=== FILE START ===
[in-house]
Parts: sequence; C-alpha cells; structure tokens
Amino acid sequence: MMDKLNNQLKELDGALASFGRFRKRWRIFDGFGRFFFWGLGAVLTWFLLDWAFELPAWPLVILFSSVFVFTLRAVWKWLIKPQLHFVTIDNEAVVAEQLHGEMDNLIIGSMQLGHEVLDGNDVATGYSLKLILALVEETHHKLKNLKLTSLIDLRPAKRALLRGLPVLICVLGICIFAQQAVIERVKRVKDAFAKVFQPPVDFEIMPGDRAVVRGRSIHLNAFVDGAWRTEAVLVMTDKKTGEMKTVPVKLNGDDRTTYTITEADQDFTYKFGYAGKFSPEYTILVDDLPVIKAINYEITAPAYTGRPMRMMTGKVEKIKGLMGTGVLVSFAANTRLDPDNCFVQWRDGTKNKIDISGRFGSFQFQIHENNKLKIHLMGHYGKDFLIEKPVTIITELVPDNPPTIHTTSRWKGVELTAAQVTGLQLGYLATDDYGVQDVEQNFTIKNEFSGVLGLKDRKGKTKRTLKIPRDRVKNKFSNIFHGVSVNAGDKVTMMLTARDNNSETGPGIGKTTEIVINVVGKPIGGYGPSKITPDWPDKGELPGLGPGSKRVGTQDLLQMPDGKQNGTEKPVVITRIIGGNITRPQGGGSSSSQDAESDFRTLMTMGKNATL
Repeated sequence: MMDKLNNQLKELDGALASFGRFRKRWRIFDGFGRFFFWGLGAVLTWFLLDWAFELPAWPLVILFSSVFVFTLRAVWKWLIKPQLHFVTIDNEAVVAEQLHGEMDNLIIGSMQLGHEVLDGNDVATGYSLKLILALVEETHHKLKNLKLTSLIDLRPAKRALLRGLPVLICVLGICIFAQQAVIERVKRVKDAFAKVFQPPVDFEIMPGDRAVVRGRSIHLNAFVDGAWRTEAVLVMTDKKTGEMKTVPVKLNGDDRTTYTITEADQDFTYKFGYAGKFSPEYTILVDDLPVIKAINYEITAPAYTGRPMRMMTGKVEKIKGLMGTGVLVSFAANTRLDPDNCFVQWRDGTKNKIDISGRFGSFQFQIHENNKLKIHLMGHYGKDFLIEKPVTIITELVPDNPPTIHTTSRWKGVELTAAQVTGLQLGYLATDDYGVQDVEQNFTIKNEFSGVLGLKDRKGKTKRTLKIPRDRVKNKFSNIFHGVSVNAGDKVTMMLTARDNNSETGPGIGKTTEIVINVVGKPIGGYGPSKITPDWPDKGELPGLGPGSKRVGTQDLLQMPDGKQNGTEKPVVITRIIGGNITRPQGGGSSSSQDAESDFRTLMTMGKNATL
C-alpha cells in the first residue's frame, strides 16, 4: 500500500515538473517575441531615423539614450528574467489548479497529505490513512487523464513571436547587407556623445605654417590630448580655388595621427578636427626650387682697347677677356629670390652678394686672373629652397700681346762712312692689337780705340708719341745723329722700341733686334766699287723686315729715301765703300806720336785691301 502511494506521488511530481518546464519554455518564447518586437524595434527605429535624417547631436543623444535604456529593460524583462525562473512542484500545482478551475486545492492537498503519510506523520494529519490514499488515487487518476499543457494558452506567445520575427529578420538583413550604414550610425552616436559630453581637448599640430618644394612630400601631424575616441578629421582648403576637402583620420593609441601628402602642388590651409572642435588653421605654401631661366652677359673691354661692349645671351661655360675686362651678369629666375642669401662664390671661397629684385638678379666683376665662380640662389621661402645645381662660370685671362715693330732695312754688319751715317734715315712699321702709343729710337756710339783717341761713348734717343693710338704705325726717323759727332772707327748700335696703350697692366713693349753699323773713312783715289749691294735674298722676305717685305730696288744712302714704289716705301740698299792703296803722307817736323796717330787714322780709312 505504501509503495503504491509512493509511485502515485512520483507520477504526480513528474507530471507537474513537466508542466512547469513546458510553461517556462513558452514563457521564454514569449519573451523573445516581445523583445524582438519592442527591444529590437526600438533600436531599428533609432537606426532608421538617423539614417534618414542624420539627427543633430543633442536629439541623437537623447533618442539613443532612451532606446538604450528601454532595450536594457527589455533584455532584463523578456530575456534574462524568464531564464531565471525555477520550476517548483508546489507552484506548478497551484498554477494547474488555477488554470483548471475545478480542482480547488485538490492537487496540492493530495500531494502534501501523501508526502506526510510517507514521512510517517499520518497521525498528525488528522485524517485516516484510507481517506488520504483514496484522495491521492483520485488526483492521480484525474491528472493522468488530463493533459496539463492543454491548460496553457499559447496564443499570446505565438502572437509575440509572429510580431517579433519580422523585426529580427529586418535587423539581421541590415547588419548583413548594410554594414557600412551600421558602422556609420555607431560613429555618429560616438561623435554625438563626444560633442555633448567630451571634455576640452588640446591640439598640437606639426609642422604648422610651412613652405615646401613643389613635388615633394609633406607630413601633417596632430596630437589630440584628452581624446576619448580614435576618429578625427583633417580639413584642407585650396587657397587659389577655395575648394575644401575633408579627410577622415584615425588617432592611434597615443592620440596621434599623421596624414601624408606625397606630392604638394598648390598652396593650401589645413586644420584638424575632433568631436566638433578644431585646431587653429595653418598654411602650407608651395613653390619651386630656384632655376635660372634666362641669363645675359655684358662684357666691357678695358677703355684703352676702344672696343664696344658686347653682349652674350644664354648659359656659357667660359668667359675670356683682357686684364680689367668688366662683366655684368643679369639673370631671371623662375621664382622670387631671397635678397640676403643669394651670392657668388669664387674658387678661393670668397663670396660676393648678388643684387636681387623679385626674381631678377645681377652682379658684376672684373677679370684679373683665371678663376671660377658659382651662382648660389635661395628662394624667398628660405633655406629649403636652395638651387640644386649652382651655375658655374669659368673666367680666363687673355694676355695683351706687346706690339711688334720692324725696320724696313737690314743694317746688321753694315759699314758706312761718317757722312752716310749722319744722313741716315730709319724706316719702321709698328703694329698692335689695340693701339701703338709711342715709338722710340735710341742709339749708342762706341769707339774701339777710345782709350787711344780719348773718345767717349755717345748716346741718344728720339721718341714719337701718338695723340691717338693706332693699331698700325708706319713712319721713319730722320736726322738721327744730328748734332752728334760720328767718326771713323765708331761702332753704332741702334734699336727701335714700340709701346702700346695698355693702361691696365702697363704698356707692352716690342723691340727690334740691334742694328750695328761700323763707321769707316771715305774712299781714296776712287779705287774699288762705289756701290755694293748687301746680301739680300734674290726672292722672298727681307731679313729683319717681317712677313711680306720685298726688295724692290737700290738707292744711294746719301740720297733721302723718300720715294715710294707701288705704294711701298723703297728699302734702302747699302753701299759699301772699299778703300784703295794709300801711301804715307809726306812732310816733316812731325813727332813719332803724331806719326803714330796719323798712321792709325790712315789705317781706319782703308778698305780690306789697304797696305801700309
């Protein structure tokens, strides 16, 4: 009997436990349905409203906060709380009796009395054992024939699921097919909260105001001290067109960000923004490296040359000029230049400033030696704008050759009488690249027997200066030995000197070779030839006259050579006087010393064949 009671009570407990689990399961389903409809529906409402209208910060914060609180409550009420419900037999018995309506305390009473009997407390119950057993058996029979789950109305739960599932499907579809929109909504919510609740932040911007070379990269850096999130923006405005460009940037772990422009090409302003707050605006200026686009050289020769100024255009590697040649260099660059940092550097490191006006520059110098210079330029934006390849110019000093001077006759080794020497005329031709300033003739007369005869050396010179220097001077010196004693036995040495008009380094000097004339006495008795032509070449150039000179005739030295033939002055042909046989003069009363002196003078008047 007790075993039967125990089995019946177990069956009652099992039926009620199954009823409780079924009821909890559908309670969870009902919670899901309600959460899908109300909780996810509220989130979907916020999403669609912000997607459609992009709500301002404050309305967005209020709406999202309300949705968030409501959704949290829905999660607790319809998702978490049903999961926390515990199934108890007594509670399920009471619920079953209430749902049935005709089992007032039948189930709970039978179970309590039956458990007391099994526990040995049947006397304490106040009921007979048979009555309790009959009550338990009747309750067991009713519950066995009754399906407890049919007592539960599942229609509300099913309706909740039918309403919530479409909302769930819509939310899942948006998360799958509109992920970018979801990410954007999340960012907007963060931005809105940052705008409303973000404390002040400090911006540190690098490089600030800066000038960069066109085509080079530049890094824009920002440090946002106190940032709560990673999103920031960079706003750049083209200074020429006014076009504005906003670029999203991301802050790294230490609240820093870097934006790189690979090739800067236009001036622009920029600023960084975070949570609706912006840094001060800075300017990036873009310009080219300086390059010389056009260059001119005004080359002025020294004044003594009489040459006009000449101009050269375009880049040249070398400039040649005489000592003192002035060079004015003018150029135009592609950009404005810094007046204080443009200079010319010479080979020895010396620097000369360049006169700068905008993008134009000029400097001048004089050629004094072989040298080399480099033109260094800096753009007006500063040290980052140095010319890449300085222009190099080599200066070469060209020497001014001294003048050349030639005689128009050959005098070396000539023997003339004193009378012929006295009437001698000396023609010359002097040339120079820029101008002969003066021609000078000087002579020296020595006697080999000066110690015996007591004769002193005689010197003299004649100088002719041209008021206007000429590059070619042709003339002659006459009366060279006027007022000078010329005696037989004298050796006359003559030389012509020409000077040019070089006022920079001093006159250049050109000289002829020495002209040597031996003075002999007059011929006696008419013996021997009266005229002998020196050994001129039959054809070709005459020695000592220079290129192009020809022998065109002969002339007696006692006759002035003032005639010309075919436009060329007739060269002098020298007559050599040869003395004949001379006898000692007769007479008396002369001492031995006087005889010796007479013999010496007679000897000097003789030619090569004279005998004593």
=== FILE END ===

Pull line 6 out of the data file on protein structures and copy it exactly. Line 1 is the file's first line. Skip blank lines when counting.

């Protein structure tokens, strides 16, 4: 009997436990349905409203906060709380009796009395054992024939699921097919909260105001001290067109960000923004490296040359000029230049400033030696704008050759009488690249027997200066030995000197070779030839006259050579006087010393064949 009671009570407990689990399961389903409809529906409402209208910060914060609180409550009420419900037999018995309506305390009473009997407390119950057993058996029979789950109305739960599932499907579809929109909504919510609740932040911007070379990269850096999130923006405005460009940037772990422009090409302003707050605006200026686009050289020769100024255009590697040649260099660059940092550097490191006006520059110098210079330029934006390849110019000093001077006759080794020497005329031709300033003739007369005869050396010179220097001077010196004693036995040495008009380094000097004339006495008795032509070449150039000179005739030295033939002055042909046989003069009363002196003078008047 007790075993039967125990089995019946177990069956009652099992039926009620199954009823409780079924009821909890559908309670969870009902919670899901309600959460899908109300909780996810509220989130979907916020999403669609912000997607459609992009709500301002404050309305967005209020709406999202309300949705968030409501959704949290829905999660607790319809998702978490049903999961926390515990199934108890007594509670399920009471619920079953209430749902049935005709089992007032039948189930709970039978179970309590039956458990007391099994526990040995049947006397304490106040009921007979048979009555309790009959009550338990009747309750067991009713519950066995009754399906407890049919007592539960599942229609509300099913309706909740039918309403919530479409909302769930819509939310899942948006998360799958509109992920970018979801990410954007999340960012907007963060931005809105940052705008409303973000404390002040400090911006540190690098490089600030800066000038960069066109085509080079530049890094824009920002440090946002106190940032709560990673999103920031960079706003750049083209200074020429006014076009504005906003670029999203991301802050790294230490609240820093870097934006790189690979090739800067236009001036622009920029600023960084975070949570609706912006840094001060800075300017990036873009310009080219300086390059010389056009260059001119005004080359002025020294004044003594009489040459006009000449101009050269375009880049040249070398400039040649005489000592003192002035060079004015003018150029135009592609950009404005810094007046204080443009200079010319010479080979020895010396620097000369360049006169700068905008993008134009000029400097001048004089050629004094072989040298080399480099033109260094800096753009007006500063040290980052140095010319890449300085222009190099080599200066070469060209020497001014001294003048050349030639005689128009050959005098070396000539023997003339004193009378012929006295009437001698000396023609010359002097040339120079820029101008002969003066021609000078000087002579020296020595006697080999000066110690015996007591004769002193005689010197003299004649100088002719041209008021206007000429590059070619042709003339002659006459009366060279006027007022000078010329005696037989004298050796006359003559030389012509020409000077040019070089006022920079001093006159250049050109000289002829020495002209040597031996003075002999007059011929006696008419013996021997009266005229002998020196050994001129039959054809070709005459020695000592220079290129192009020809022998065109002969002339007696006692006759002035003032005639010309075919436009060329007739060269002098020298007559050599040869003395004949001379006898000692007769007479008396002369001492031995006087005889010796007479013999010496007679000897000097003789030619090569004279005998004593």